"We had a good rapport going on," said DePape on the stand Tuesday. "I gave him a squeeze on the shoulder to be reassuring. The idea of restraining him didn't really occur to me."
DePape bludgeoned Pelosi on the head when officers appeared at the Pelosi front door to find the men grappling over the hammer.
"I reacted because my plan was basically ruined," DePape said when asked why he hit Pelosi.
"I actually thought he was dead until I heard the charges," he said. "He was never my target and I am sorry he got hurt."
DePape testified that his plan was to get to Nancy Pelosi and other targets to admit to their corruption and eventually get President Joe Biden to pardon them all. His list of targets also included Hunter Biden, Congressman Adam Schiff, former Attorney General Bill Barr, Tom Hanks, Sen. Bernie Sanders, and California Gov. Gavin Newsom.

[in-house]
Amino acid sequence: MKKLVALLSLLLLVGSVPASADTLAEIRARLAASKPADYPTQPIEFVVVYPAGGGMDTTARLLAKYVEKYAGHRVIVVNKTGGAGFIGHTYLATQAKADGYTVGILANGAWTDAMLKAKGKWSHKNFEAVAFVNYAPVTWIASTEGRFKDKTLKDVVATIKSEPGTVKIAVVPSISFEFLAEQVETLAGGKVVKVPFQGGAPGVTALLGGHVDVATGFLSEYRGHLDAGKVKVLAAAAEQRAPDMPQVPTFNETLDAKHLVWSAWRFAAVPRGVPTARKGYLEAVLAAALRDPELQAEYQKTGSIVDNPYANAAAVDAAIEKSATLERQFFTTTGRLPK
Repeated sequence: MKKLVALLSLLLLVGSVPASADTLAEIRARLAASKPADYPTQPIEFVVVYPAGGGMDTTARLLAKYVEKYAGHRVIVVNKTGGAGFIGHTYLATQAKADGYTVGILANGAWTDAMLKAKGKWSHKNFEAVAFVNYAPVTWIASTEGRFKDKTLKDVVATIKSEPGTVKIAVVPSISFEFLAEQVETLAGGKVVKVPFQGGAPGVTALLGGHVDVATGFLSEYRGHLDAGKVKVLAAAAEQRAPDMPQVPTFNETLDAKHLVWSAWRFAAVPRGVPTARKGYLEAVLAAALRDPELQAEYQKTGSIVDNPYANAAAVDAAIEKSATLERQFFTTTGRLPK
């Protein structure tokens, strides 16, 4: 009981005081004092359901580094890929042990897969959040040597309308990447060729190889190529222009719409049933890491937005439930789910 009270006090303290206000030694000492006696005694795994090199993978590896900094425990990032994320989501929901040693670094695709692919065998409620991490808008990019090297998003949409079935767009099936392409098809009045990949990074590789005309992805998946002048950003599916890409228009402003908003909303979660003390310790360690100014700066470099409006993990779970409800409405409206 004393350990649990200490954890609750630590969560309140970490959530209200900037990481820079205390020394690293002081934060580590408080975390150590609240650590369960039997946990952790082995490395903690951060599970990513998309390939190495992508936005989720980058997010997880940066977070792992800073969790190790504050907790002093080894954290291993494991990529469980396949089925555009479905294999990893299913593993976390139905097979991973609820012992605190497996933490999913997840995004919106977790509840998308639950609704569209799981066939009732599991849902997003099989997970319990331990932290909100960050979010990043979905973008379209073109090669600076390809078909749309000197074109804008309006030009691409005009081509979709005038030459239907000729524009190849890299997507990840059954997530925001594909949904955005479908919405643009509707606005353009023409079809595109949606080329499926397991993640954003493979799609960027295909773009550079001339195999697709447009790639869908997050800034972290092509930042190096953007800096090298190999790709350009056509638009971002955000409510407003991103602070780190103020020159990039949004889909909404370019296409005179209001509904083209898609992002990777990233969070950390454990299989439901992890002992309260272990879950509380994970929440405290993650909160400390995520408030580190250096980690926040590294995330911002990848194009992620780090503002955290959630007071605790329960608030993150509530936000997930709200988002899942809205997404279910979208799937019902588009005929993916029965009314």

"It's just easier giving them a pardon so we can move forward as a country," he said, crying.
"There is a sympathy defense here. A sympathy defense is not a legal defense. A sympathy defense is an attempt to get a jury to acquit or to hang," explained UC San Francisco law professor Rory Little. "The intent for the defense is to have compassion for this guy. There's no doubt here that DePape is presented as a sympathetic figure; a sad, almost pathetic and deluded person."
Also on DePape's list was Bay Area scholar Dr. Gayle Rubin, a leading academic in feminist theory and queer studies and a cultural anthropologist at the University of Michigan, previously identified in court papers as "Target 1."